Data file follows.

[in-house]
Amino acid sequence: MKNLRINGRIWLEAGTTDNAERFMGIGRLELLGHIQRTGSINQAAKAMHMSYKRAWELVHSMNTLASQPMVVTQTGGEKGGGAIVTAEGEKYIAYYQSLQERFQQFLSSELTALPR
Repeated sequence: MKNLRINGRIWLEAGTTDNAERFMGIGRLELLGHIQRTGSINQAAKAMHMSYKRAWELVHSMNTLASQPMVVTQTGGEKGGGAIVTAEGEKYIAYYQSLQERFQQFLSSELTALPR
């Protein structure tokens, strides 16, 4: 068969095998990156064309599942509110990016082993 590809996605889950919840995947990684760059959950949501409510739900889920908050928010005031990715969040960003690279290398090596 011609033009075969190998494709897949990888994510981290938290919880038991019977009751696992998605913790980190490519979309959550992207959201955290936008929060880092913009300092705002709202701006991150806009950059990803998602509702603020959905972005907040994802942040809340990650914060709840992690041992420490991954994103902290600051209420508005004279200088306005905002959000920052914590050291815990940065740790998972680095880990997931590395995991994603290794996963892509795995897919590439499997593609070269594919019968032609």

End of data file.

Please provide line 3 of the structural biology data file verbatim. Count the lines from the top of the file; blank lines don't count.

Repeated sequence: MKNLRINGRIWLEAGTTDNAERFMGIGRLELLGHIQRTGSINQAAKAMHMSYKRAWELVHSMNTLASQPMVVTQTGGEKGGGAIVTAEGEKYIAYYQSLQERFQQFLSSELTALPR